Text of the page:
Film Review: Milford Graves: Full MantisProfile of free-jazz percussionist Milford Graves offers a generous sampling of his music and philosophy.
An influential figure in the 1960s free-jazz movement, Milford Graves has devoted much of his career to teaching rather than commercial recording. As a result, he is better known to aficionados than the public at large. Milford Graves: Full Mantis is a wide-ranging look at an intriguing artist, a documentary brimming over with his thoughts about culture as well as his music.
Graves taught for many years at Bennington College, and speaks with an educator's clarity and confidence. He gives a succinct account of his upbringing, tours his backyard "global garden" and his basement technology center in his house in Queens, and has provocative things to say about the connection between music and our senses.
Graves was a pioneer in abandoning metrical timekeeping in his drumming, basing his rhythms on pulses and heartbeats instead of metronomes. A long, daunting sequence shows the musician using his own software to transform heart patterns into electronic music, or TonoRhythmology.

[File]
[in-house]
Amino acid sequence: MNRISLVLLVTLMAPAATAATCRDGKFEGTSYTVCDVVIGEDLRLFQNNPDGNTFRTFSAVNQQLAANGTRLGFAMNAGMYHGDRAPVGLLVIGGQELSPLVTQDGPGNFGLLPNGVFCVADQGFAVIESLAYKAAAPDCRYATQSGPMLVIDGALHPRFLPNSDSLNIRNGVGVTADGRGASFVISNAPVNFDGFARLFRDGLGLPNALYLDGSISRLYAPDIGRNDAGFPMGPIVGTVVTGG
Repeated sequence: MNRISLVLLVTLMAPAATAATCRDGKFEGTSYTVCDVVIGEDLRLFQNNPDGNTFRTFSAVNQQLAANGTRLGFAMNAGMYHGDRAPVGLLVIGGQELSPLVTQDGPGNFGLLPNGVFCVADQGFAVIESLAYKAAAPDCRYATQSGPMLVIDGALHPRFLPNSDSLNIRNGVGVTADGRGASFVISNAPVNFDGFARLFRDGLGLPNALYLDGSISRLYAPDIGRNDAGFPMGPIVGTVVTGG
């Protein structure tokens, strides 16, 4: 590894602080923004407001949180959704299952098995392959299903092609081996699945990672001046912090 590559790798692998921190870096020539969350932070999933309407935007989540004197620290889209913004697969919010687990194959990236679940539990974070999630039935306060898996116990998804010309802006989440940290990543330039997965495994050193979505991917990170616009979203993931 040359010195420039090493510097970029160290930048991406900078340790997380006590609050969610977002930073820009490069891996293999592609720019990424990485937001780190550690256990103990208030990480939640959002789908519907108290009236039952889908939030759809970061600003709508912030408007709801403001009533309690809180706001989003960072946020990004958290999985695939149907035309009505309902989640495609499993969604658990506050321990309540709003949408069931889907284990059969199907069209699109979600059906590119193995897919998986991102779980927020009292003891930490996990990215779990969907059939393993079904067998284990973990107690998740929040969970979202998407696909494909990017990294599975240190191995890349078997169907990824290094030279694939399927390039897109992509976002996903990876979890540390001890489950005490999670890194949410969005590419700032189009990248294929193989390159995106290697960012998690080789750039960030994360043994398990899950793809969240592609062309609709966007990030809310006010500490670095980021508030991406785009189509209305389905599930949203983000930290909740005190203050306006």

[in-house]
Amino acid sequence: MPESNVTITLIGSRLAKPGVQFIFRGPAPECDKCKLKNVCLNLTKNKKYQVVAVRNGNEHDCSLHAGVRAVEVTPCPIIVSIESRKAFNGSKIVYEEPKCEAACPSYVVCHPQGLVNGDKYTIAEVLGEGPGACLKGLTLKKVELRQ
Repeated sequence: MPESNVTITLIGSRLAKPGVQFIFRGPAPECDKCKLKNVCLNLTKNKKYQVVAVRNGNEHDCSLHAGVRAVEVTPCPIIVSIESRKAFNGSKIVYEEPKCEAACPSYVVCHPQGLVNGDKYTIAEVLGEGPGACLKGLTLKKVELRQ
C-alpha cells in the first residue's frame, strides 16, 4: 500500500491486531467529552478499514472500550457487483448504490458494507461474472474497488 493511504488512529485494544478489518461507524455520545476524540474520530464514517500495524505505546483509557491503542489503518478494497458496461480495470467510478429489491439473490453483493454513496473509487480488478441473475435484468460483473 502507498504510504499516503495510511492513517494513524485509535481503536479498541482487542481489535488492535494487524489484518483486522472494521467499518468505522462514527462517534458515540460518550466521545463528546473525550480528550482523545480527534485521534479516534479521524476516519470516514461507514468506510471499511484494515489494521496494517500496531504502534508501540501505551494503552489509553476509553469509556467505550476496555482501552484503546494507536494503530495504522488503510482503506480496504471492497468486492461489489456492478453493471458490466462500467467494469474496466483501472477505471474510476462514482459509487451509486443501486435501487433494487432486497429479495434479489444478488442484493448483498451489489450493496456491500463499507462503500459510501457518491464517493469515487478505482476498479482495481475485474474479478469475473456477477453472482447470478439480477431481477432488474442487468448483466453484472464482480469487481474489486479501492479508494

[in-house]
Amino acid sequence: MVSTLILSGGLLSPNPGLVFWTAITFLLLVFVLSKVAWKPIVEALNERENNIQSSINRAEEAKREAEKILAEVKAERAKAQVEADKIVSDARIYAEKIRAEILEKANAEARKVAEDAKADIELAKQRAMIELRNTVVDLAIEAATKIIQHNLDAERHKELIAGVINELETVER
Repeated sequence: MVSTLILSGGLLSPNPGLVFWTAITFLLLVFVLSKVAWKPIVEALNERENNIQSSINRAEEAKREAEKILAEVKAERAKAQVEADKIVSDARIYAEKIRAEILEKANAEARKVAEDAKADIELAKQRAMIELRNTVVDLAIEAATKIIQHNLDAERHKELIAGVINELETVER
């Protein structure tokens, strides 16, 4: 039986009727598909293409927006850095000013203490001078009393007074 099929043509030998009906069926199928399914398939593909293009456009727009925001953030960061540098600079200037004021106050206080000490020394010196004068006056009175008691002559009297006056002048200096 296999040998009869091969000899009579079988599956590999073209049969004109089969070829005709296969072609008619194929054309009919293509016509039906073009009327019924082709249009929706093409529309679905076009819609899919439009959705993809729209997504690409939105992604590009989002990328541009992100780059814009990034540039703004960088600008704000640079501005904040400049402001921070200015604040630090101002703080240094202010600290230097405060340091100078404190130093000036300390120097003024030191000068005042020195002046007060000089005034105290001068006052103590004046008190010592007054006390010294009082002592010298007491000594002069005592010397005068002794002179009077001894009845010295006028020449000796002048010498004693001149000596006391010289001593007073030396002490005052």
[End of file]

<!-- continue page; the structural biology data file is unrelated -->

Director Jake Meginsky, also a student of Graves, includes extensive performance footage from the 1970s to the present. The early black-and-white clips show Graves in blazing form, singing and chanting along to his rolling beats. Meginsky and co-director Neil Young sometimes intercut past concerts with more recent ones, showing how Graves has evolved while maintaining his core principles.
Full Mantis also covers the musician's involvement with martial arts. In keeping with his idiosyncratic approach to music, he forged a unique style of movement based on his study of nature. His music provides exceptional accompaniment to a montage of vintage photos from his studio, Yara Dojo.
Graves tells wonderfully thick, convoluted stories that wind up in startling places. In a way they are like his music, full of twists and repetitions that ultimately pull together with power and focus. His work may be challenging, but it is never elitist. Instead, it is welcoming, inclusive, joyful.
Nowhere is this more apparent than in a 1981 performance with dancer Min Tanaka at a school for autistic children in Japan. In an eight-minute segment, Graves hunches over his drum kit, improvising a beat that energizes his listeners. "I had to play to get in their minds," he explains, "not as a concert."
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